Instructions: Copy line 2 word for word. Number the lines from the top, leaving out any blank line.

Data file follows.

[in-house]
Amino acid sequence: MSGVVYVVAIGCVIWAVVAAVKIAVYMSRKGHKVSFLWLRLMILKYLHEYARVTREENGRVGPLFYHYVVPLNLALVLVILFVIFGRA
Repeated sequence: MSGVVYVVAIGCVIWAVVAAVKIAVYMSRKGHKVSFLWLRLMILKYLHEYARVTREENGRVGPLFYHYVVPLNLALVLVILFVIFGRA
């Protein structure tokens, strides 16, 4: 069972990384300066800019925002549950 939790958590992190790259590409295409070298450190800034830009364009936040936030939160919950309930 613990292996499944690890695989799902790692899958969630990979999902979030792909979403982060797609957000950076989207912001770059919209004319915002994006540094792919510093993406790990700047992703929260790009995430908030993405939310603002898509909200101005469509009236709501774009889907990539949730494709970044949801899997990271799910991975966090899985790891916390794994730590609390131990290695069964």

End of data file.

Amino acid sequence: MSGVVYVVAIGCVIWAVVAAVKIAVYMSRKGHKVSFLWLRLMILKYLHEYARVTREENGRVGPLFYHYVVPLNLALVLVILFVIFGRA